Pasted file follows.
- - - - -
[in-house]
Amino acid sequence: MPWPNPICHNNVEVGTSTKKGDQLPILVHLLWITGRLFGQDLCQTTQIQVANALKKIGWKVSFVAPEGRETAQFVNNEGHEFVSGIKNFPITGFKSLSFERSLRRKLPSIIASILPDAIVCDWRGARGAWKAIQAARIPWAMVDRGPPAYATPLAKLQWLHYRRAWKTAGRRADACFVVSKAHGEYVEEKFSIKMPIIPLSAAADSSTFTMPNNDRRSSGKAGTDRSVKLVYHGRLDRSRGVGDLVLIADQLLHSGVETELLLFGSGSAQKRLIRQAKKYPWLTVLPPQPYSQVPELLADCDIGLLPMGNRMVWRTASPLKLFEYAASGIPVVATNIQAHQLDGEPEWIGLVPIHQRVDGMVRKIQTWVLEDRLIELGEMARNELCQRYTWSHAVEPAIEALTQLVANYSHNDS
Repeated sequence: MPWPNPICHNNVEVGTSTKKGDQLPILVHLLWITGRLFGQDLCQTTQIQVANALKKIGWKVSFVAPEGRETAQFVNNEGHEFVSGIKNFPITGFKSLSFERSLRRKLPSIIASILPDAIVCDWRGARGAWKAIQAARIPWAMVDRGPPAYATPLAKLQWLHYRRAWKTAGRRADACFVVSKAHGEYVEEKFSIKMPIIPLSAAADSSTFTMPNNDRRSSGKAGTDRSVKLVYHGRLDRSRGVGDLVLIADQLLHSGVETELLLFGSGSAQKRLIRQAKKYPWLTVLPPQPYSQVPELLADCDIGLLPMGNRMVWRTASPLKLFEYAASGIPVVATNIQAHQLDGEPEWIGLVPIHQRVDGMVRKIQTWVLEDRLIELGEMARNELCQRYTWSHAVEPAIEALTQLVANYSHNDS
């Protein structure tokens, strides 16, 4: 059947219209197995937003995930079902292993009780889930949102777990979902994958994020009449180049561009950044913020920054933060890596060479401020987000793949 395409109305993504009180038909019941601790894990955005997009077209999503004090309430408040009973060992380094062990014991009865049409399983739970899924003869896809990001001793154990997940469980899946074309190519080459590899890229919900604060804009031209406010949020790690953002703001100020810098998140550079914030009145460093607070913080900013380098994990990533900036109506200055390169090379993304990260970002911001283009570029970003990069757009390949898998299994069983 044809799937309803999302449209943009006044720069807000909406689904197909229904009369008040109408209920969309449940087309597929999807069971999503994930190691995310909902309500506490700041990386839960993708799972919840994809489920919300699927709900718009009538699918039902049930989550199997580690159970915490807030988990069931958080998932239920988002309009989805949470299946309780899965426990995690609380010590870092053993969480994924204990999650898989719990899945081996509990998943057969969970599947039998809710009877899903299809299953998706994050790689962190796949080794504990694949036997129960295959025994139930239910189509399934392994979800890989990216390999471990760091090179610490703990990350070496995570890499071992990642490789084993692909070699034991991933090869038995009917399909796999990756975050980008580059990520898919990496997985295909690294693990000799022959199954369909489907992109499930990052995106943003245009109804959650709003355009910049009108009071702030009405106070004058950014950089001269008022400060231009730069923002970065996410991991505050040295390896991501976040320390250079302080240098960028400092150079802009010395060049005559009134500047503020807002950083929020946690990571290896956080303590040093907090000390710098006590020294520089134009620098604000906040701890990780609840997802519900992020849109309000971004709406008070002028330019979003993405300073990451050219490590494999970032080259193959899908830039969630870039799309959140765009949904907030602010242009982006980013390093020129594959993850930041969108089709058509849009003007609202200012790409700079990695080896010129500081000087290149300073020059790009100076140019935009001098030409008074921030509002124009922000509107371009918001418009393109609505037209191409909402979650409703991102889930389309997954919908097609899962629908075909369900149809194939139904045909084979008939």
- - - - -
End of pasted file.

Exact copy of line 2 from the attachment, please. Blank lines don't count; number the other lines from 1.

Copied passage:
Amino acid sequence: MPWPNPICHNNVEVGTSTKKGDQLPILVHLLWITGRLFGQDLCQTTQIQVANALKKIGWKVSFVAPEGRETAQFVNNEGHEFVSGIKNFPITGFKSLSFERSLRRKLPSIIASILPDAIVCDWRGARGAWKAIQAARIPWAMVDRGPPAYATPLAKLQWLHYRRAWKTAGRRADACFVVSKAHGEYVEEKFSIKMPIIPLSAAADSSTFTMPNNDRRSSGKAGTDRSVKLVYHGRLDRSRGVGDLVLIADQLLHSGVETELLLFGSGSAQKRLIRQAKKYPWLTVLPPQPYSQVPELLADCDIGLLPMGNRMVWRTASPLKLFEYAASGIPVVATNIQAHQLDGEPEWIGLVPIHQRVDGMVRKIQTWVLEDRLIELGEMARNELCQRYTWSHAVEPAIEALTQLVANYSHNDS